Ancient equipment and poor networking: BlackBerry weighs in on the state of medical device security

BlackBerry executive Nader Henein says that before security weaknesses can be addressed, healthcare providers need to take a long, hard look at their networks and rebuild them from the ground up.

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Executive Nader Henein.

BlackBerry

BlackBerry executive Nader Henein believes that as more Internet of Things (IoT) and connected healthcare devices come into play, the industry must take steps to reevaluate their security -- from the ground up.

The use of IoT and connected devices can provide healthcare providers and patients with a range of benefits -- such as the use of mobile technology to track conditions, improved communication between departments, and personalized medical care -- but it also comes with risk.

The problems lie in how medical devices become connected to the internet and the path this forges for cyberattackers to potentially exploit. Not only could attackers target victims individually as demonstrated by IOActive researcher Barnaby Jack's experiments with pacemakers, but patient data can be stolen and medical devices can be left exposed online for attackers to cause havoc if they wished.

Despite these issues, business is booming, with analysts predicting the global IoT healthcare market will be worth as much as $410 billion by 2022.

Speaking to ZDNet, Nader Henein, regional director of advanced security assurance advisory at BlackBerry, said that security standards for biomedical devices, unlike PCs or mobile products, are still in their infancy.

While some patch programs do exist and some medical equipment makers -- such as Hospira -- are beginning to take responsibility for security, industry standards must be created to ensure at least a basic level of security for future devices.

However, this is not the only issue at fault.

"The focus is still almost entirely on the function of the device rather than its capacity to be secured," Henein says. "As such the problem in the medical space is the same as with any traditionally isolated device that has become connected over the past few years: these devices are often "insecure" and worse even in many cases "un-securable."

The true security of a medical device needs to be measured by a device's capability to withstand a cyberattack from skilled hackers. This, in turn, needs to evolve over time, the executive says, in order to "keeping with the nature of cybercrime," and devices should be constantly tested based on the latest industry threats.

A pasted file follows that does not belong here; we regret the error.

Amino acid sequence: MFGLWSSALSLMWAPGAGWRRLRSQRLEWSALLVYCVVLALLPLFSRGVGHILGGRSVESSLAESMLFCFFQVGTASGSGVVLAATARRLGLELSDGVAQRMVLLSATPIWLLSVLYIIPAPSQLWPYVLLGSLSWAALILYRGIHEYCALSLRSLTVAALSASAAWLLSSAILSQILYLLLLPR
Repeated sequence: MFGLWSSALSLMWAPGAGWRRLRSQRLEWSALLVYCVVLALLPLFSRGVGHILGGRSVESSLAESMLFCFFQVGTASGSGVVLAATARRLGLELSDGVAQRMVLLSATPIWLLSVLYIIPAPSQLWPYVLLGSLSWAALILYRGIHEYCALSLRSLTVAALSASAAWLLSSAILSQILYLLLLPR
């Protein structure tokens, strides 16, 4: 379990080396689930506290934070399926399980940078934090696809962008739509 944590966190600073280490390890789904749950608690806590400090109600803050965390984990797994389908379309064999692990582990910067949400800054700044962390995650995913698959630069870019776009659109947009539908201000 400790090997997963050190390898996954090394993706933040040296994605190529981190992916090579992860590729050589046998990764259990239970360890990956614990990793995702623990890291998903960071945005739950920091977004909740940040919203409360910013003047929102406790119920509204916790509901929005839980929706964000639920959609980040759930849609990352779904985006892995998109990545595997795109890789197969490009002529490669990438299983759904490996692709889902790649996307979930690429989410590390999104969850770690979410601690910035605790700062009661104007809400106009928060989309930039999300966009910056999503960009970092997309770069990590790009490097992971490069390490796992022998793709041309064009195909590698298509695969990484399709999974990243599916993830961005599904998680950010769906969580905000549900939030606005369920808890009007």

While the US Food and Drug Administration has only reached the "recommendations" stage when it relates to medical device security, there is some independent industry movement, at least. In May 2016, DTSEC was released -- a medical device cybersecurity standard created and managed by a BlackBerry-led non-profit consortium.

The standard focuses on embedded medical device security through systems implemented at the beginning of development cycles. By using other international standards, including ISO 15408 and IEC 62304 (.PDF), DTSEC acts as a guide which contains security requirements and recommendations for different product types.

See also: FDA one of many 'toothless dragons' with no will to tackle medical device security

It is both the responsibility of medical equipment vendors and hospitals to take note of how the cybersecurity landscape is evolving and what threats may be landing at their door. It is understandable that budgets are often tight and overstretched, but unless such entities want to entertain the risk of facilitating harm to a patient due to cyberattackers, investment needs to begin at the device level and end with network security, update schedules, and staff training to detect malicious threats.

"When improving cyber defenses in the healthcare industry, one of the first steps must be to properly re-engineer the network where they sit so that insecure devices are not a threat and their usage can be properly monitored," the executive says. "In the long term, updating or replacing insecure devices should be part of the change management process."

Read on: Medical device 'birth certificates' could solve healthcare security woes

According to the executive, not enough is being done by healthcare providers to secure their networks -- especially when such investments hit the bank balance.

As the healthcare industry is trained and focused on providing patient care, research, and medical equipment, security is often left by the wayside -- and there may be little left over out of budgets to shore up networks and protect devices connected to them.

"The issue is, if they want access to the latest and greatest in lifesaving medical equipment, they're going to have to also focus on cybersecurity as almost all of these devices are connected," Henein noted. "As healthcare providers learn more about the benefits of IoT, they will also become more aware of the associated threats. In turn, healthcare budgets should start to increase to reflect this increasing awareness over time, but this is not going to happen overnight."

Internet of Things: The Security Challenge:

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